Vegas Tourists Can Legally Buy Weed But Where Can They Use It?

By Paul Gaita 08/10/17

Visitors and residents face a $600 fine if they are caught using marijuana in public in Nevada.

2 tourists taking a picture in front of famous "Welcome to Las Vegas" sign

State law that went into effect on July 1, 2017 allows Nevada residents and visitors aged 21 years and over to legally purchase marijuana for recreational use. The legislation was expected to provide tremendous revenue for the state, thanks to the huge influx of tourists that come to Las Vegas who are expected to account for 63% of recreational pot sales in Nevada.

But as marijuana retailers have discovered, that potential windfall has been undermined by a provision in the law which forbids recreational marijuana from being consumed in public, which includes the vast number of casinos and hotels in Las Vegas, as well as in convention centers, parks, live music venues and even vehicles or pedestrian paths along the fabled Strip.

"About 70 to 80% [of my customers] are tourists," said Armen Yemenidjian, who owns a dispensary in Las Vegas, in an interview with CBS News.

Few, if any, have access to private residences where they can consume marijuana products. Twenty-five-year-old David Harper, visiting from Houston, said he'll have to be "discreet" about consuming his purchases in order to avoid the $600 fine imposed by violating the public use ban. For Yemenidijian, the logic behind the mandate is self-defeating. "No other industry in the world can you buy a product and then not use it anywhere," he said. "It's silly."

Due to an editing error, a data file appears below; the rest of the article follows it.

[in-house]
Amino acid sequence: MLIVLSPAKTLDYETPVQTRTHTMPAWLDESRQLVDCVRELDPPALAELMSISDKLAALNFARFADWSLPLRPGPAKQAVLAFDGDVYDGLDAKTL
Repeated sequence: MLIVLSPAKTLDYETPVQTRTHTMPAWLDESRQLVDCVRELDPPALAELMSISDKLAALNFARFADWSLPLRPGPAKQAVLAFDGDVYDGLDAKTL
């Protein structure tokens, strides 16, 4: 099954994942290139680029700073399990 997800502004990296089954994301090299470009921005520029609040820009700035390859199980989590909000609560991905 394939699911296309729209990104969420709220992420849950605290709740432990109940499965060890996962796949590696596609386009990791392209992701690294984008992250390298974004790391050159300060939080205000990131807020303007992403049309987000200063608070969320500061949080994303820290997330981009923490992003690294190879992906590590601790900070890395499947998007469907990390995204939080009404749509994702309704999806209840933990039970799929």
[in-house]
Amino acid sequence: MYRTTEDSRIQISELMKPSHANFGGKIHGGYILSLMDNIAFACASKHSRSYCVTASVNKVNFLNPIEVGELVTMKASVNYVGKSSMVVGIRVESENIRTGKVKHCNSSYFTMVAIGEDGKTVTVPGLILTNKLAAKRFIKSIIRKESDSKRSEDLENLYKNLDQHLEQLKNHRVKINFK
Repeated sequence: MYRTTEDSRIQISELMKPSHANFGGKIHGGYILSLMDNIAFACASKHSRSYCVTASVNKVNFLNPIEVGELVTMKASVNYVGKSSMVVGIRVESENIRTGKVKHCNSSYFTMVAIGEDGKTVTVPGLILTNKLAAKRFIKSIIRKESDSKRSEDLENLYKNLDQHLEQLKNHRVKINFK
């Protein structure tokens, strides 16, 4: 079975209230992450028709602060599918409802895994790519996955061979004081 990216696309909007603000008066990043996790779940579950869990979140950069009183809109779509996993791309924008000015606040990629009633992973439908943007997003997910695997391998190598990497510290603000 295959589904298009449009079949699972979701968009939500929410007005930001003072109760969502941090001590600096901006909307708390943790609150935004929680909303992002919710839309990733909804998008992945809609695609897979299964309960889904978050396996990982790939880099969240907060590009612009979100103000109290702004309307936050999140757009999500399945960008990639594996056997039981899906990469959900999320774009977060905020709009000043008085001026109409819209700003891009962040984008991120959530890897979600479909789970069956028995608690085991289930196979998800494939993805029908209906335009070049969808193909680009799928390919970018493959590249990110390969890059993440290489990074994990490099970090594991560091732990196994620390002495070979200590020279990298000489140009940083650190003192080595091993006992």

Nevada's gaming industry has offered "very vocal" opinions regarding the interaction between its community and recreational marijuana. Tony Alamo, who heads the Nevada Gaming Commission, described the casinos' stance as such: "This is the marijuana industry. This is the gaming industry. And the two shall never meet." According to Alamo, this viewpoint is based less on personal preference than on federal law, by which both industries must abide.

"At the end of the day, it's very clear cut. It's against federal law," he explained. "And until the federal law changes, that's the standard they have to maintain."

Others are hopeful that a compromise can be struck by creating public spaces designated solely for marijuana use, as is done in the Netherlands and elsewhere. Nevada State Senator Tick Segerblom is in favor of such action. "People are already buying it. People are using it. So this is not something new," he noted. "Let's go ahead and take the next step and acknowledge that fact and provide a venue for them where they can have fun."

Scot Rutledge, campaign manager for Know the Facts Nevada, a recreational marijuana educational initiative launched by the Campaign to Regulate Marijuana Like Alcohol in Nevada—which led last year's legalization campaign—believes that the solution is coming soon.

"I think we'll probably get some sort of ordinance developed in [Clark County and the city of Las Vegas] sometime this year," said Rutledge. "Then hopefully we'll see both consumption lounges and events that will allow consumption to become available to both tourists and locals next year."

Until then, residents and more tourists like Dave Harper will have to keep their consumption under wraps. He takes some comfort in knowing that he's not alone in his covert activities. "I'm definitely not the only one," he said.

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Paul Gaita lives in Los Angeles. He has contributed to the Los Angeles Times, Variety, LA Weekly, and The Los Angeles Beat, among many other publications and websites.